Clínica Fertia

Double stimulation

What is the Stimulated Cycle?

The stimulated cycle is the first therapeutic step in reproductive treatments. The goal of the stimulated cycle is to achieve the development of more than one egg and to concentrate sexual intercourse on the most fertile days of the couple.

Start of stimulation

Traditionally, stimulation begins in early follicular phase on day 2-3 of the cycle, in order to achieve the greatest synchronization in follicular development and a greater use of each patient’s ovarian reserve; in accordance with the idea of the existence of a single wave of follicular recruitment in the cycle.

New discoveries

Recently, thanks to the new theory of multiple waves of follicular recruitment in the same cycle, a new stimulation protocol has been developed known as double stimulation, that is, a first stimulation in follicular phase and a second in luteal phase.

Double stimulation

This second stimulation begins between 3-5 days after the egg retrieval from the follicular phase, and allows for the retrieval of a higher number of eggs in a single cycle. The entire stimulation process is monitored by serial ultrasounds, for which our specialists are available seven days a week.

In both cases, when the follicles reach the appropriate number and size, a hormone called GnRH analog is administered to complete the maturation of the eggs, with the egg retrieval scheduled around 36 hours after administration.


This protocol is considered especially indicated in patients in whom time is critical, such as cancer patients, women with low ovarian reserve, or advanced maternal age.


This consists of the aspiration of the already mature eggs under ultrasound guidance and with mild sedation, so that the patient does not feel any discomfort. The procedure lasts about 15 minutes.

On that day, it is recommended not to perform activities that require all of your ability, such as driving, even if you feel perfectly well.

Once the eggs have been obtained, they are inseminated with the sperm from your partner, which has been previously prepared in the laboratory. The selection of sperm can be carried out using a technique called MACS, magnetic immunoselection of sperm, with greater capacity to fertilize the egg, or by conventional capacitation methods.

Fertilization can be performed by IVF, for which the biologist brings each egg into contact with about 25 to 50,000 previously selected sperm, and allows fertilization to occur on its own. Alternatively, it can be performed by ICSI, which consists of inserting a single sperm into the cytoplasm of the egg by puncturing it with a fine pipette. This last technique is used mainly in severe sperm abnormalities, poor egg quality, valuable or scarce eggs, advanced maternal age, suspicion of low fertilization rate, cases with previous failure of conventional IVF.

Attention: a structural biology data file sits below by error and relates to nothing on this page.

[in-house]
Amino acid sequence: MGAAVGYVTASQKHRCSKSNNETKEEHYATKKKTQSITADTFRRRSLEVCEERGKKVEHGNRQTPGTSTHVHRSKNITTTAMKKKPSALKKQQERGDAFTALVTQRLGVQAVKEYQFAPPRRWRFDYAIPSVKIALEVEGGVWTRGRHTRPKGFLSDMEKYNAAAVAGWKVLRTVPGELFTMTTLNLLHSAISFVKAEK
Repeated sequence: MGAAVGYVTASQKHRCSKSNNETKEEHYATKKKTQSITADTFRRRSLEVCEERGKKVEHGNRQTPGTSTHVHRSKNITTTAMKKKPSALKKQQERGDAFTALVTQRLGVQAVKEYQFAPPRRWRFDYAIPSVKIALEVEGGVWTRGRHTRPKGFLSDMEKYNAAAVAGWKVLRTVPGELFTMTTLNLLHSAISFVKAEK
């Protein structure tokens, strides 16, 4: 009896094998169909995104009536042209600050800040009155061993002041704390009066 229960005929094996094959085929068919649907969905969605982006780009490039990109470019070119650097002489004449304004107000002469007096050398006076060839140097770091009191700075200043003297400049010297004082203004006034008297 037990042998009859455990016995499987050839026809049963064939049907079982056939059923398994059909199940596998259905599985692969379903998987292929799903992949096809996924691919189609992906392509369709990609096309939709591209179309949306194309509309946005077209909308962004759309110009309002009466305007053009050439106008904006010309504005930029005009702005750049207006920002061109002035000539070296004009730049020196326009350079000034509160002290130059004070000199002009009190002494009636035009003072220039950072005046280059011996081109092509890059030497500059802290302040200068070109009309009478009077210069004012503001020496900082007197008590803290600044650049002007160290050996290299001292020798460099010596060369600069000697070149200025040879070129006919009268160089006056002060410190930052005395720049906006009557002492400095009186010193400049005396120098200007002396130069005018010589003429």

TESE is an ICSI with sperm obtained by testicular biopsy. It is indicated when there are no sperm in the ejaculate (azoospermia), but there are in the testis, or when the sperm suffer major damage in the process of leaving.

The embryos are cultured and observed in the laboratory for a period of 5 to 6 days. For this, we have modern incubation techniques to monitor the evolution of the embryos in real time (morphokinetics). We have incubators equipped with time-lapse technology, which incorporates an image capture system, which allows us to observe the evolution of the embryos from their fertilization to the blastocyst stage. This gives us very stable culture conditions, thus improving embryo quality. This makes it possible to select the best embryos.

The embryos resulting from double stimulation cannot be transferred in that cycle and are vitrified; this is a method of ultra-rapid freezing in which the embryos, go from room temperature to -196ºC, thus preventing the formation of crystals and 100% survival of the same after devitrification. Once vitrified, the embryos are stored inside straws using a closed system that prevents them from coming into contact with the liquid nitrogen in which they are immersed for storage, thus ensuring the highest safety conditions.

Usually, devitrification of a single blastocyst and subsequent transfer are performed, either in a natural cycle or through a substituted cycle with administration of estrogen and progesterone, in order to achieve optimal endometrial development for embryo implantation. The transfer process itself consists of the introduction of the embryo into the uterine cavity. To do this, a speculum is placed in the vagina and a fine cannula is introduced that carries the embryo that is deposited in the uterus under ultrasound control. This process is quick and painless.

After the transfer we recommend relative rest for that day and then return to your usual activity. It is only recommended to avoid violent efforts and sports for the following two weeks. Travel is not a problem.

It can be performed by determining BHCG in blood 10 days after embryo transfer.

Or perform a urine test 14 hours after the transfer.

Until confirmation, the medication prescribed on the day of transfer must be continued.

After 15 days of the BHCG analysis, an ultrasound is performed to confirm the number of embryos that have implanted and the presence of a heartbeat. And it is recommended to maintain hormone replacement treatment, at least until week 10 of gestation.